Rory McIlroy has gripes with the way the European Tour sets up their tournaments, deeming them too easy.
McIlroy has played on the European Tour in each of the last two weeks, playing in the flagship BMW PGA Championship at Wentworth last weekend and alongside his father Gerry in the pro-am Alfred Dunhill Links Championship in Scotland. He’s played the eight rounds in a combined 26 under par, and he’s finished T-9 and T-26, respectively.
“I’m sort of honestly sick of coming back over to the European Tour and shooting 15 under par and finishing 30th,” said McIlroy, who finished seven back of winner Victor Perez.
McIlroy said in November 2018 at the season-ending DP World Tour Championship in Dubai, where he’s scheduled to play again in November, that he would let his European Tour membership lapse. He said he wanted to focus on the PGA Tour and being in America with his family, including his wife and in-laws. However, after negotiations with Euro Tour chief executive Keith Pelley, McIlroy agreed to play in three Rolex Series events in exchange for not playing in the Irish Open this year.
In his third non-major-and-non-WGC European Tour start of the year, McIlroy lost in a five-man playoff at the Omega European Masters in Switzerland after posting 14-under total. McIlroy played in the Scottish Open as a precursor for the British Open Championship in July, shooting 13-under total to finish T-34 on an admittedly soft setup at The Renaissance Club.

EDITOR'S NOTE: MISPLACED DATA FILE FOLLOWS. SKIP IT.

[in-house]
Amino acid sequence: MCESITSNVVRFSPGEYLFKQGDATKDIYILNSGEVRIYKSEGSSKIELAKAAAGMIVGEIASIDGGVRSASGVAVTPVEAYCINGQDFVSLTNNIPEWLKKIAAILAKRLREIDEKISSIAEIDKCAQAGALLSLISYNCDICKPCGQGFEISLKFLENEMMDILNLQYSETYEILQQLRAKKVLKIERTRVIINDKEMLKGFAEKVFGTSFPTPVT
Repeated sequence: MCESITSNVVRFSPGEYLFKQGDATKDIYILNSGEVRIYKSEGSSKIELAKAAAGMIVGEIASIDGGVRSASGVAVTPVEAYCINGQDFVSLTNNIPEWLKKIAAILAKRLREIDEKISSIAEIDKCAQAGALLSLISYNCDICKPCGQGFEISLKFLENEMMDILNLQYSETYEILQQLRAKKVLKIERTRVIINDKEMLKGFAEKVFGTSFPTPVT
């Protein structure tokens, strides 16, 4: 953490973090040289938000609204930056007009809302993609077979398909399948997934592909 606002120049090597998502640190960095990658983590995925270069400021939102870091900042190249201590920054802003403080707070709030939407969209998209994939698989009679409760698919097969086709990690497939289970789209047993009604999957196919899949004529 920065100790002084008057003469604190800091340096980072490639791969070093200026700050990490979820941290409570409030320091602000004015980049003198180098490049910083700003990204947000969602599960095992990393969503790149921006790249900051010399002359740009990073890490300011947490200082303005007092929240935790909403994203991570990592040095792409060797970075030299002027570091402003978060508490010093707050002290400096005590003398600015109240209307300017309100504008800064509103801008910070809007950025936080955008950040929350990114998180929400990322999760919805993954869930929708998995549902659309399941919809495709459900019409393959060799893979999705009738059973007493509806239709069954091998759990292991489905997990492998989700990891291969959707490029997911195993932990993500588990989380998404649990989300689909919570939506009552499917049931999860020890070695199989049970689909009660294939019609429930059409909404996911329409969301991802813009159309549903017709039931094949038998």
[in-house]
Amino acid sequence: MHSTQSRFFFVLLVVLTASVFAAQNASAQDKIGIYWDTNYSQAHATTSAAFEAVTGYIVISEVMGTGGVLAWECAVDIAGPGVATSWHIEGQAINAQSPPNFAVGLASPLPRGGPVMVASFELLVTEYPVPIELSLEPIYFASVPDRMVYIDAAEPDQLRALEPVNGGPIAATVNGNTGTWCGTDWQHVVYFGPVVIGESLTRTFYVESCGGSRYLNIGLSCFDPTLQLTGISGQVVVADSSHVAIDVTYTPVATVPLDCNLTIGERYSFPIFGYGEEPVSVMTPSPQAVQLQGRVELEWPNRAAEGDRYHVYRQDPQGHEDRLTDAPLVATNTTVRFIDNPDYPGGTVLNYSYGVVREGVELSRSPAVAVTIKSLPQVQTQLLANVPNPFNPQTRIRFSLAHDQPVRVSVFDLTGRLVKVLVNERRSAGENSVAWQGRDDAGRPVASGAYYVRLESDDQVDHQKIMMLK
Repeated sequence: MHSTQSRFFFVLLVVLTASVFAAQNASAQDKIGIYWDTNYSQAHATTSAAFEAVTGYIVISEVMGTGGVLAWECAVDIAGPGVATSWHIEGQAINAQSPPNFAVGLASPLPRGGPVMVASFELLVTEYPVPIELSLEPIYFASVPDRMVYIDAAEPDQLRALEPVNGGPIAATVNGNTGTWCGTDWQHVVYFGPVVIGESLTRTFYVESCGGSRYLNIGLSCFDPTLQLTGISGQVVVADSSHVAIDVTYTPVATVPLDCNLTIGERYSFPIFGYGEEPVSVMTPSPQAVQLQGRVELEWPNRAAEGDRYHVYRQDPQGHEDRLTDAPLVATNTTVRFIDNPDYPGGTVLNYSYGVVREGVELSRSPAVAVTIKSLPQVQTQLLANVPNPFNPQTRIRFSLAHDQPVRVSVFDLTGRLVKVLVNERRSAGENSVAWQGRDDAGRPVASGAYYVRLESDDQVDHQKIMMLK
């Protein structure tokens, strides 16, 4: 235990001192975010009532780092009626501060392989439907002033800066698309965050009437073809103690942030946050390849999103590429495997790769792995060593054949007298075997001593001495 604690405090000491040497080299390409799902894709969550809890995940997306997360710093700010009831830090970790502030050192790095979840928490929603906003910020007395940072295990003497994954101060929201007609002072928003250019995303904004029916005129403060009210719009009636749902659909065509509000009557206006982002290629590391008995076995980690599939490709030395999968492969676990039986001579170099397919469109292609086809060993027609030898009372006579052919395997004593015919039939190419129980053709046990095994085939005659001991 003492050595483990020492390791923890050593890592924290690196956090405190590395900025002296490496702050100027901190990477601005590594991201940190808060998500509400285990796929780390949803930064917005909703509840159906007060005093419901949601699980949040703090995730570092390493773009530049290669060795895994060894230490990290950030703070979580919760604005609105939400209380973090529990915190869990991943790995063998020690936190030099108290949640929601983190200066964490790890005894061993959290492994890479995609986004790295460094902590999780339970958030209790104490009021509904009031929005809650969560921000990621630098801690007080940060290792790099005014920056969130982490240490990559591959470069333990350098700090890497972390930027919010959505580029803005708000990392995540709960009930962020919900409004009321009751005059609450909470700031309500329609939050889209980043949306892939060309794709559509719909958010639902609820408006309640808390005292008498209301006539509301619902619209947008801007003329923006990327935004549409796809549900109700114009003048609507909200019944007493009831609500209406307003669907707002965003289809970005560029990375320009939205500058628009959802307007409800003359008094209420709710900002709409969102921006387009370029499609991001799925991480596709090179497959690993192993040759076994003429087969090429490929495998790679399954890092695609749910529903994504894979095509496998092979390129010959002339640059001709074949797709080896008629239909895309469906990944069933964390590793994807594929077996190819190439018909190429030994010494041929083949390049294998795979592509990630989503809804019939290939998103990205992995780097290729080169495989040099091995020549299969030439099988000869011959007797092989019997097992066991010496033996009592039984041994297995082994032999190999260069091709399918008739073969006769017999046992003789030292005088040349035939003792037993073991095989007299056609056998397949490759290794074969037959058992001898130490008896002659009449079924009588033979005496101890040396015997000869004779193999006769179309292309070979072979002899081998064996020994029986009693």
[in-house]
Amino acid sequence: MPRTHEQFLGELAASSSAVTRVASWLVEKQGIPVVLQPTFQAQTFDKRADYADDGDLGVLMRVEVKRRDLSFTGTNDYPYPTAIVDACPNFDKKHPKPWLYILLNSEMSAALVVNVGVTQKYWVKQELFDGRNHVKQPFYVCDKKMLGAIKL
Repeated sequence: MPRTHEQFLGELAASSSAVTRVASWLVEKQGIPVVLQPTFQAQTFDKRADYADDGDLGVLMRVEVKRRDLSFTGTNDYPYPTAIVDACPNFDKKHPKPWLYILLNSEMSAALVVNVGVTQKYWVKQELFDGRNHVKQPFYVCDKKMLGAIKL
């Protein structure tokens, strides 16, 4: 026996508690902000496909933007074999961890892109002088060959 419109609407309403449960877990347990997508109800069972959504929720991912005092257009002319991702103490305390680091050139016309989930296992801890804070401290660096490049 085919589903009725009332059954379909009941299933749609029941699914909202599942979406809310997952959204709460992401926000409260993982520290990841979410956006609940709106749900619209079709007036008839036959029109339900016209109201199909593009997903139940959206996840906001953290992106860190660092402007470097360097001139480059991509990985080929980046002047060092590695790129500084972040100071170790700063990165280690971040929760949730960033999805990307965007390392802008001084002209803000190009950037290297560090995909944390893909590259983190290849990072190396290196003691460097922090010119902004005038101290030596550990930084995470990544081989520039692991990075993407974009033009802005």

For McIlroy, it doesn’t seem the winning score is the problem so much as the challenge isn’t enough.
“I don’t think the courses are set up hard enough,” McIlroy said. “There are no penalties for bad shots. It’s tough when you come back and it’s like that. I don’t feel like good golf is regarded as well as it could be. It happened in the Scottish Open at Renaissance. I shot 13 under and finished 30th (sic) again. It’s not a good test. I think if the European Tour wants to put forth a really good product, the golf courses and setups need to be tougher.”
It also doesn’t help McIlroy that he and his dad lost the pro-am to Tommy Fleetwood and amateur partner Ogden Phipps on what amounts to a scorecard playoff. After tying for the pro-am title at 39-under total, tournament rules dictate the winners are the team with the pro who shoots a lower final-round score. Fleetwood shot 64 to beat McIlroy’s 67.
Unfortunately for Pelley and the European Tour, even tougher setups may not necessarily entice McIlroy to play more events. He said he felt validation in winning the FedEx Cup and the peer-voted PGA Tour Player of the Year Award for a statistically superior season. Further, there’s nothing Pelley and company can do about the travel that seems to have worn McIlroy down after being on the road since he was 17.
“It’s been a great year,” McIlroy said. “I’ve won big events and I’ve consistently played well. Every week I show up and I shoot good scores and play good golf. If I continue to do that, I’ll be in a good spot. I don’t want to travel that much anymore. I’ve done it for 12 years. I want to have easy flights and not have to go across eight, nine time zones and have to get acclimatized. I’m happy to do what I’ve done this year.”